The Sunday porch: Houston, Texas

Originally posted in October 2013:

Old house in 1940s Houston, by John Vachon, Library of Congress Another photo by John Vachon — an old house with a double porch in Houston, Texas, May 1943.*  I love the tower room.

You really need to click on the photo and enlarge it to enjoy all the details of this one.

Sharp-eyed commenters on the Library of Congress’s Flickr Commons project noticed that the address on the curb is 1900 Franklin Street. The location is currently a parking lot next to the US Route 59 overpass, close to Minute Maid Park.


*via Farm Security Administration/Office of War Information Color Photographs Collection, Library of Congress.

Vintage landscape: courtyard pattern

I’ve making patchwork pillows in shades of blue this week.  The mosaic arrangement on this courtyard wall would be a good one to copy in fabric.

Tillia-Kari courtyard“Vnutri dvora Tilli︠a︡-Kari. Detalʹ na pravoĭ storoni︠e︡. Samarkand (Inside Tillia-Kari courtyard. Detail on right side.), between 1905 and 1915, by Sergeĭ Mikhaĭlovich Prokudin-Gorskiĭ, via Library of Congress Prints and Photographs Division (also the photo below).

In the center of Samarkand is the Registan complex, consisting of three madrasah (religious schools). The third of these, the Tillia Kari Madrasah, was built in 1646–60 on the site of a former caravansarai. Its basic plan is formed by a rectangular courtyard, bounded by arcades that contain rooms for scholars. Although much damaged, the facades show profuse ceramic decoration in geometric and botanical motifs, as well as panels with Perso-Arabic inscriptions above the door of each cell. Seen here is a detail of a cell facade inside the courtyard, with the walls covered in a geometric pattern of small glazed tiles and a fragment of an inscription panel above the door.

— from the image’s page on World Digital Library, a project of the Library of Congress.

view of Tillia-Kari courtyard“Vid s Tilli︠a︡-Kari na Samarkand (View of Samarkand from Tillia-Kari).”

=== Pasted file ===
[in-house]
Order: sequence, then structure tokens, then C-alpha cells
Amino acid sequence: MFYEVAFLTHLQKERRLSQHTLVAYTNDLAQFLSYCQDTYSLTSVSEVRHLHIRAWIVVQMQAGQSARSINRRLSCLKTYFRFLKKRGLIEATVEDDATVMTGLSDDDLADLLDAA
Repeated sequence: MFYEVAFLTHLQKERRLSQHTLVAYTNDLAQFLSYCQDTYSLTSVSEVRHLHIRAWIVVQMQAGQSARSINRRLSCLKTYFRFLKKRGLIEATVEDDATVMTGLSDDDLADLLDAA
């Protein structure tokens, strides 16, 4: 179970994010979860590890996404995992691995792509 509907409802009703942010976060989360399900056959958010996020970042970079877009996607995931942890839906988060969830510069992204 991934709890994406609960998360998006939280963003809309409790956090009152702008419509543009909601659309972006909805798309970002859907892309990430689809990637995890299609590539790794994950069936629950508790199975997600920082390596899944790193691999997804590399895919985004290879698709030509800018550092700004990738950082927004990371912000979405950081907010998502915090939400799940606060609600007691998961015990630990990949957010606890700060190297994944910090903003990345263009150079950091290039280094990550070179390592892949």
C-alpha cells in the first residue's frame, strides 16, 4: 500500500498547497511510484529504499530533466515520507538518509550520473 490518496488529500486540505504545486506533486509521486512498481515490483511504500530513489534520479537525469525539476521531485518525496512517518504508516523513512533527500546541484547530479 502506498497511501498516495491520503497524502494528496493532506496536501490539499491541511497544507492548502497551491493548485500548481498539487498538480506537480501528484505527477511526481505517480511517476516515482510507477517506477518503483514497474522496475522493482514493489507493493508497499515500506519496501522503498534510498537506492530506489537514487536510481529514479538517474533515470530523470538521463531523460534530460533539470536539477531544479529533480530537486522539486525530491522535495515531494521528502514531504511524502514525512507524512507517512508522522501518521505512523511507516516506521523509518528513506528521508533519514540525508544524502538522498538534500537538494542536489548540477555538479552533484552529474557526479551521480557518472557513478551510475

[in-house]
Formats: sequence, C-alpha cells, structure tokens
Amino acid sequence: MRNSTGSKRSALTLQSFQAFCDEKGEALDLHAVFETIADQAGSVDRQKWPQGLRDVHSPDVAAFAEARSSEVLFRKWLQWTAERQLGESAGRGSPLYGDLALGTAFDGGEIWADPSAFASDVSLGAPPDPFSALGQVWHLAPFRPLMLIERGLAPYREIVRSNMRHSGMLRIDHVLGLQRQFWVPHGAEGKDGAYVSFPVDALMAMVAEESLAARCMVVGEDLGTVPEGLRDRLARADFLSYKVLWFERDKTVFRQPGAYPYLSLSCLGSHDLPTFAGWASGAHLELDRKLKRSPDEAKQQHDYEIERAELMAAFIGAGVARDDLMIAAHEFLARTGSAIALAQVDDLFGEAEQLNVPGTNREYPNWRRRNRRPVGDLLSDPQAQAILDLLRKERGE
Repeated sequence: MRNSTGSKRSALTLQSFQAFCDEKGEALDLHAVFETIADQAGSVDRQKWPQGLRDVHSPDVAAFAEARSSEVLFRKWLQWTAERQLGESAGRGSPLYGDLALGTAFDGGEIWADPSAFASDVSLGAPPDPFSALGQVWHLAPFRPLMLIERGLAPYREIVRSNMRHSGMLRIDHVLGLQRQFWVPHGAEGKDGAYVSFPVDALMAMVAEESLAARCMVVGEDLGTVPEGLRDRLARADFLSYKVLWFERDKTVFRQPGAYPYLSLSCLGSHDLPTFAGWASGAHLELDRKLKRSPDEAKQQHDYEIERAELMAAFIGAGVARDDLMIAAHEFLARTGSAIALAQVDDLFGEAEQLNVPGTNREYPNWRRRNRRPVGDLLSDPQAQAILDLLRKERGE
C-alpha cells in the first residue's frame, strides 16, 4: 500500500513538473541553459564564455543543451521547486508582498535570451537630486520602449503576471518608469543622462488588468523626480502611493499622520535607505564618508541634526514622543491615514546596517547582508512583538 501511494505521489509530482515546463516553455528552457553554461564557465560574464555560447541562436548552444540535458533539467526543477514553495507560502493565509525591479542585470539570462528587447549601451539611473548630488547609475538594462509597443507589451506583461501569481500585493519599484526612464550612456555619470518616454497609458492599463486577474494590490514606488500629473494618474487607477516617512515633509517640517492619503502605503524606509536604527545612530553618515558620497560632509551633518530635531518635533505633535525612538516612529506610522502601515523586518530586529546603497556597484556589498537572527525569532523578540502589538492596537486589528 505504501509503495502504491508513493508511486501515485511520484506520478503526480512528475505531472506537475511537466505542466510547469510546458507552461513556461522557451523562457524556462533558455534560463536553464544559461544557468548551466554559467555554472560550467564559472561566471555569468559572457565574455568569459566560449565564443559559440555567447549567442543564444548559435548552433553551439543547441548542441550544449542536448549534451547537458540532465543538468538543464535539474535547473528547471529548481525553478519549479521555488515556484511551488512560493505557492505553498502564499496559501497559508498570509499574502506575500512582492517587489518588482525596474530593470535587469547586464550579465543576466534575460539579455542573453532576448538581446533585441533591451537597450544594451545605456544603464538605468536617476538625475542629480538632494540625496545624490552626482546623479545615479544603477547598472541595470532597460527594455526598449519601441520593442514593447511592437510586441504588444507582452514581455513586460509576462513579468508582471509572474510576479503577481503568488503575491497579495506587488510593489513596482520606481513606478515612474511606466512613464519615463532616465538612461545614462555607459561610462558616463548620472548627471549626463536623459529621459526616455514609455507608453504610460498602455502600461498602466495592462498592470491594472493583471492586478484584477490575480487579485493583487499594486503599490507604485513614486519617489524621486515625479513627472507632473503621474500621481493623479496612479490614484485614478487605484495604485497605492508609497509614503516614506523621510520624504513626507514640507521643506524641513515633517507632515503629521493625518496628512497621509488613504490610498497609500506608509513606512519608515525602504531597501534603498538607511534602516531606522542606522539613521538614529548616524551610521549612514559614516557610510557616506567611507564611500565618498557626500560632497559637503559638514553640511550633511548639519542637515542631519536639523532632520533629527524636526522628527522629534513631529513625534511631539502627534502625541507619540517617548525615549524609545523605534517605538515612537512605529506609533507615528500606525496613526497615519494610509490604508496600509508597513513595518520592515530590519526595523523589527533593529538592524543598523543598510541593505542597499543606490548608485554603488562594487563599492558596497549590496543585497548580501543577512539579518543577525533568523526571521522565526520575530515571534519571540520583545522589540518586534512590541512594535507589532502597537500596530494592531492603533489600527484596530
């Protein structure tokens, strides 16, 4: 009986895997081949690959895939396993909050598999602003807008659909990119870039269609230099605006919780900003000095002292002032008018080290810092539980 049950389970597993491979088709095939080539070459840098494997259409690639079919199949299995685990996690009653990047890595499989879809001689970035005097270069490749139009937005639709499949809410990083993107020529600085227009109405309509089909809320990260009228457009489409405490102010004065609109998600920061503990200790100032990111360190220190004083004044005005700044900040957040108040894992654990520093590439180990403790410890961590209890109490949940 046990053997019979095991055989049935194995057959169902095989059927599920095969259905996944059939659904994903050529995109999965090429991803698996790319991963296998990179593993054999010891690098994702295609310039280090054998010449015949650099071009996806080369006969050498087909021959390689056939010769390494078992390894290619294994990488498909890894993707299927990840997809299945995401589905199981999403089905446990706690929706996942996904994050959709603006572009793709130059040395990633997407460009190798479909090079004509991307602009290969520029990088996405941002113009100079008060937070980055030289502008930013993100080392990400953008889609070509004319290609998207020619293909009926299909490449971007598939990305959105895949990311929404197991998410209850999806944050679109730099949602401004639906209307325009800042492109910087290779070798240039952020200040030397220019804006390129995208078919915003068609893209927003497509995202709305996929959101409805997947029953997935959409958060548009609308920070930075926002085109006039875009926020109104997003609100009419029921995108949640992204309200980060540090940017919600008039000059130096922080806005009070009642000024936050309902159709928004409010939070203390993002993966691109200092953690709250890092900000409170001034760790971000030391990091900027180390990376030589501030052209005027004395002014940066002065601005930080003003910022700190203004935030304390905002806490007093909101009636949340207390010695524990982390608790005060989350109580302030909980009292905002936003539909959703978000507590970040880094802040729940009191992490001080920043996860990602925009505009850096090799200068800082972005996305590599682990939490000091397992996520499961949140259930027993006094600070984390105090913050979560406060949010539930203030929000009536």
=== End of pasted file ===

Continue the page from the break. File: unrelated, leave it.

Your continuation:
Sergeĭ Prokudin-Gorskii made early color photographic surveys of the Russian Empire in the decade before World War I and the Russian revolution. He left Russia in 1918, eventually settling in Paris. The Library of Congress purchased his collection of 2,607 images from his sons in 1948. There are more vintage photos of Tillia Kari here.

Not Delft or delphinium, not Wedgewood. . .

But way on down in the moonless
octave below midnight, honey,
way down where you can’t tell cerulean
from teal.

Lynn Powell, from “Kind of Blue

Vintage landscape: yellow plums

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Yellow plums inside the conservatory at Blizhniaia dacha, Kyshtym, Russia, by Sergeĭ Mikhaĭlovich Prokudin-Gorskiĭ, 1910, via Library of Congress Prints and Photographs Division.

Prokudin-Gorskiĭ made early color photographic surveys of the Russian Empire between 1905 and 1915.

Vintage landscape: lilac bush

Lilacs, between 1905 and 1915, by  via Library of CongressSirenʹ  or lilacs — an early color photograph taken between 1905 and 1915 — by Sergeĭ Mikhaĭlovich Prokudin-Gorskiĭ, via Library of Congress Prints and Photographs Division.

In the dooryard fronting an old farm-house near the white-wash’d palings,
Stands the lilac-bush tall-growing with heart-shaped leaves of rich green,
With many a pointed blossom rising delicate, with the perfume strong I love. . . .

— Walt Whitman, from “When Lilacs Last in the Dooryard Bloom’d

The Sunday porch: Houston, Texas

Old house in 1940s Houston, by John Vachon, Library of Congress

Another photo by John Vachon — an old house with a double porch in Houston, Texas, May 1943.*  I love the tower room.

You really need to click on the photo and enlarge it to enjoy all the details of this one.

Sharp-eyed commenters on the Library of Congress’s Flickr Commons project noticed that the address on the curb is 1900 Franklin Street. The location is currently a parking lot next to the US Route 59 overpass, close to Minute Maid Park.


*via Farm Security Administration/Office of War Information Color Photographs Collection, Library of Congress.